Priscilla Keen says she had no problem wearing a mask inside the voting center at the Cameron Park Community Services District building in El Dorado County.
“I work in medic[ine], so I wear this all the time,” she said, adding that her everyday mask is more comfortable than the one she wears on the job.
But not everyone is able, or willing, to wear a mask. Some voters may have a health condition that makes it difficult. Others simply refuse.
Earlier this year, Secretary of State Alex Padilla issued guidance to county election officials that maskless voters could not be turned away at voting centers. His office recommended additional physical distancing, and discouraged confrontation — in part because “intense conversation and shouting increase the volume of exhalations and may increase risk” of COVID-19 transmission.
However, Padilla did not prescribe specific instructions on how to accommodate maskless voters — leaving counties to come up with their own solutions.
“[The] guidelines are intended to maintain the safety of voters and poll workers, while providing counties the flexibility to implement logistical solutions that make sense for them,” said Sam Mahood, press secretary for Padilla.
Many vote centers offer disposable masks or face shields. Failing that, solutions vary.
El Dorado County is using outdoor voting booths for the first time in order to accommodate maskless voters.
“What we’re trying to do is walk this thin line of treating them differently without appearing to treat them differently,” said county registrar of voters Bill O’Neill.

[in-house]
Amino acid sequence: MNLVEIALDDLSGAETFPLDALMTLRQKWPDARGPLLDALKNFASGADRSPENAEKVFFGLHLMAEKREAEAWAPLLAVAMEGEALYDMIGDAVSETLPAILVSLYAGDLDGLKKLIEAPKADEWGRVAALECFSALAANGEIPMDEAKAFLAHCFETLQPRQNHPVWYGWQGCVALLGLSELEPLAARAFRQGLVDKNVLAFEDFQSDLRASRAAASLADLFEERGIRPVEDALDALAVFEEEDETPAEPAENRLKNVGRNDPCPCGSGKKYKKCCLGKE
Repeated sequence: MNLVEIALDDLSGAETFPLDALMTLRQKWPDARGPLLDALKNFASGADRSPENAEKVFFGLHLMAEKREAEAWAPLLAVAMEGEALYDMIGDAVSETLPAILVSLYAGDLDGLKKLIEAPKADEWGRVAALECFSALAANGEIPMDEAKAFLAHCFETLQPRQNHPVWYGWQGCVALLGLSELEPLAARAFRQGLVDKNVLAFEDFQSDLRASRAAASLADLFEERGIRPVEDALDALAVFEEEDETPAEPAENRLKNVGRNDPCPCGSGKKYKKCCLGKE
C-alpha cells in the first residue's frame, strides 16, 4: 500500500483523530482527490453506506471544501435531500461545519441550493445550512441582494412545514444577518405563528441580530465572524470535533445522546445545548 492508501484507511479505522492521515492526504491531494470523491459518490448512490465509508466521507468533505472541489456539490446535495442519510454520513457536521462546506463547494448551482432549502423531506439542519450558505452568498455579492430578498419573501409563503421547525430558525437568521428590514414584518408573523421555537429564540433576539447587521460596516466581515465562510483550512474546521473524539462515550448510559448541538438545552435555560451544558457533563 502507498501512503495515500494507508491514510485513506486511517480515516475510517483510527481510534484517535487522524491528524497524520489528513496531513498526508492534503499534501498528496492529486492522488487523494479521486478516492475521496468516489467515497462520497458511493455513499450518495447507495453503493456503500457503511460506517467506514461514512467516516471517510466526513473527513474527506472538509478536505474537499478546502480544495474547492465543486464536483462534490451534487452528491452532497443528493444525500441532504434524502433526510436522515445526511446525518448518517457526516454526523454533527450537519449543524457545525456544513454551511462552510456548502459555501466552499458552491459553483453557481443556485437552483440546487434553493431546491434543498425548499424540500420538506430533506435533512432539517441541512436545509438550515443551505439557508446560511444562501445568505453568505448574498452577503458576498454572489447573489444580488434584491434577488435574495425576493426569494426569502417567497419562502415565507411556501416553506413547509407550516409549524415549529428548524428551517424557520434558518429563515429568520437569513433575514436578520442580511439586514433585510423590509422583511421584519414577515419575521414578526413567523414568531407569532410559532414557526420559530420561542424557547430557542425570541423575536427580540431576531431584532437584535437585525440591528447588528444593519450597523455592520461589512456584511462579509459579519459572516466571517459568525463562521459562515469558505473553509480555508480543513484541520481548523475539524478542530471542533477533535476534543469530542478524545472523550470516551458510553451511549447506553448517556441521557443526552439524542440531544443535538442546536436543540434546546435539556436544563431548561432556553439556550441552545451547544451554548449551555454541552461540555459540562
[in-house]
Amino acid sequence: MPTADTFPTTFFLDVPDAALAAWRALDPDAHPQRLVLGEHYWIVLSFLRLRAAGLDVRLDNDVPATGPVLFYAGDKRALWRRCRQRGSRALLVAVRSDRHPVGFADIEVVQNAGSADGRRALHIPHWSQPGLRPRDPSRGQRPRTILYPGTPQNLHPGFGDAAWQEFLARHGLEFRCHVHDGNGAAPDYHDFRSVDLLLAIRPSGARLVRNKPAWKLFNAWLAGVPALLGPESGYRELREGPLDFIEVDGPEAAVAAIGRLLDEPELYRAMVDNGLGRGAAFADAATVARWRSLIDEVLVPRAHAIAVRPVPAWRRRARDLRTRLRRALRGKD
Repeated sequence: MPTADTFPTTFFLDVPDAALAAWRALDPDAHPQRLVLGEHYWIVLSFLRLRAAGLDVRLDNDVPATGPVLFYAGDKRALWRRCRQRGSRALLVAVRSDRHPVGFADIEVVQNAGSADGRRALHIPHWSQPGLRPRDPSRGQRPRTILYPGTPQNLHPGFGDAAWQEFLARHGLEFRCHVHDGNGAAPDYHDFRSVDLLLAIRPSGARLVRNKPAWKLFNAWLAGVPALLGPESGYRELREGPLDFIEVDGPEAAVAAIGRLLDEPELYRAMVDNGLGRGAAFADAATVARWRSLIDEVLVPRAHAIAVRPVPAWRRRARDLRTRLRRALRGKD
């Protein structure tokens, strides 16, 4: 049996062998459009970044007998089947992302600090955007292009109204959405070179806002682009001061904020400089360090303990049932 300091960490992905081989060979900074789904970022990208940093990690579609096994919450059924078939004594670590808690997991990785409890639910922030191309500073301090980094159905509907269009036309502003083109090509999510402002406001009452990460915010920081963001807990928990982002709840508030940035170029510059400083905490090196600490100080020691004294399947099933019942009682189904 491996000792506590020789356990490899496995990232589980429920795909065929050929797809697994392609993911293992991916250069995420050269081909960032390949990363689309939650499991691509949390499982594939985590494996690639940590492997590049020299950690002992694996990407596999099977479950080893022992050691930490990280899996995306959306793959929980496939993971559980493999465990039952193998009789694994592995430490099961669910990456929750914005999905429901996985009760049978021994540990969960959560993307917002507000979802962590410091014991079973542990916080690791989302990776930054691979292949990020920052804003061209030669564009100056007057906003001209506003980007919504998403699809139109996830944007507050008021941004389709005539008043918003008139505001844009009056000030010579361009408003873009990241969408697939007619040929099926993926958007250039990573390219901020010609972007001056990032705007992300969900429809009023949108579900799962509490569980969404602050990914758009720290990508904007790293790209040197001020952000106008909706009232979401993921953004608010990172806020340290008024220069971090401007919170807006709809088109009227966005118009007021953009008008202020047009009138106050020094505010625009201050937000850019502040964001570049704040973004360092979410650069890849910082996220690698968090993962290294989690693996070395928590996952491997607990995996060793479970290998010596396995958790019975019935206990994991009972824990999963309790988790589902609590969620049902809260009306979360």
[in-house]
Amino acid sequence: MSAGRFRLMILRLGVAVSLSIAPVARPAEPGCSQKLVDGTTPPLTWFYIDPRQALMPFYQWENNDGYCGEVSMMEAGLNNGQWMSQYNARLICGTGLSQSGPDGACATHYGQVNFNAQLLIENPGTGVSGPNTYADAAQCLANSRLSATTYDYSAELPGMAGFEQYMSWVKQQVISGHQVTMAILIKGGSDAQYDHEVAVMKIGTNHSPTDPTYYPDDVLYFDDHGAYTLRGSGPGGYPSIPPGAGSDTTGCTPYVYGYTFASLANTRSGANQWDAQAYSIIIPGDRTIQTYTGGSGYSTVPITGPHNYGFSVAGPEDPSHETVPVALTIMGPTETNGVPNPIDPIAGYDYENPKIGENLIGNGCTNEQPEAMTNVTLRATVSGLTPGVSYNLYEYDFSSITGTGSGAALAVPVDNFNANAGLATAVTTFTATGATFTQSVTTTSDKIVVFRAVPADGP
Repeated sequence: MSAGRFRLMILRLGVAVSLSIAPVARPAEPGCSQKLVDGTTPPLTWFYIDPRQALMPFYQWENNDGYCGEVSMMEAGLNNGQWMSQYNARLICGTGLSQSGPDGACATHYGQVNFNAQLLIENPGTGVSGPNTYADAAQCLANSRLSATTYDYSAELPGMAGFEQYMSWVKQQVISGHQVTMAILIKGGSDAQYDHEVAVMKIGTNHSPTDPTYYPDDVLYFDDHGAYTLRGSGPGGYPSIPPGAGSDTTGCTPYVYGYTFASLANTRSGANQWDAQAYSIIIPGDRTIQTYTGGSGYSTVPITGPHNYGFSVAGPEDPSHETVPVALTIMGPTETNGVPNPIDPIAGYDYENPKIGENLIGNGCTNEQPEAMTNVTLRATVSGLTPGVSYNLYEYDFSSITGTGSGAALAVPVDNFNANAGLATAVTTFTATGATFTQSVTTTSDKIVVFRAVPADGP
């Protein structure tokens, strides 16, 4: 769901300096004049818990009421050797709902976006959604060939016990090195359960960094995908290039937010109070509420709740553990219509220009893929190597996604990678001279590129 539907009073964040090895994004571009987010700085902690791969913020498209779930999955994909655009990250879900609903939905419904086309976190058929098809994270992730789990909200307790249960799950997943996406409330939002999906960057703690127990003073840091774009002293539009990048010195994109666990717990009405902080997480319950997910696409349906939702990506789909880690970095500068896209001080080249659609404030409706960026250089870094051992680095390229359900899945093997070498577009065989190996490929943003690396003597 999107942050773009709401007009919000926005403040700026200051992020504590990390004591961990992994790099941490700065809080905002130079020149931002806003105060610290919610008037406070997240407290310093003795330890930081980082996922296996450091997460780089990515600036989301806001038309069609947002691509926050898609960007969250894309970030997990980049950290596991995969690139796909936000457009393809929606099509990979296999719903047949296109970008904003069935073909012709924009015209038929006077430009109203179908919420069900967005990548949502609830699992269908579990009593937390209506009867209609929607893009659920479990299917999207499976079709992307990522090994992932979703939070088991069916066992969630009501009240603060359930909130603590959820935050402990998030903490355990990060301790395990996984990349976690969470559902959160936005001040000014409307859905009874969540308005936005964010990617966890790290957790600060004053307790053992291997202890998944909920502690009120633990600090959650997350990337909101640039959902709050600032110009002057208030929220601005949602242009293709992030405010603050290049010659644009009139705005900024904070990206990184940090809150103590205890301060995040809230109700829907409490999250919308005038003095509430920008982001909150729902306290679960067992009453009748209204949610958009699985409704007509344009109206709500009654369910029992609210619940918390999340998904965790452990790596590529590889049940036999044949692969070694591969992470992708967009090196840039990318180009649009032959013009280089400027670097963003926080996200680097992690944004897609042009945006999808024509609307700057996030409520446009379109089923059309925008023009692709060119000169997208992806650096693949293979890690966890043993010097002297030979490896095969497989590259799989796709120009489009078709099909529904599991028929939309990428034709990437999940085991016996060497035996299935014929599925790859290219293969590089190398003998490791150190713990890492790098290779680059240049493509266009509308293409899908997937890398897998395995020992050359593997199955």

At the Fire Station 85 voting center in El Dorado Hills, election inspector Tom Fennell says a few people have opted to use the outdoor booth during early voting, after declining to use a disposable mask.
He said they were receptive to the solution.
“There are some new rules, some things you’re not used to, questions you might have,” Fennell said. “We’re here to help you.”
Placer and Imperial counties will ask voters without a mask to wait outside until a secluded booth inside becomes available, which are cleaned afterward.
Napa County is using curbside voting to accommodate people who aren’t wearing a mask, or who display any symptoms of COVID-19. County registrar John Tuteur says the county has relied on curbside voting in the past.
At least one county — Lassen — says it won’t require a special procedure for maskless voters.
“My employees and poll workers [wear] masks, and we have Plexiglass dividers on our tables and counters,” said Lassen County Clerk-Recorder Julie Bustamante. “We do not turn any voter away.”
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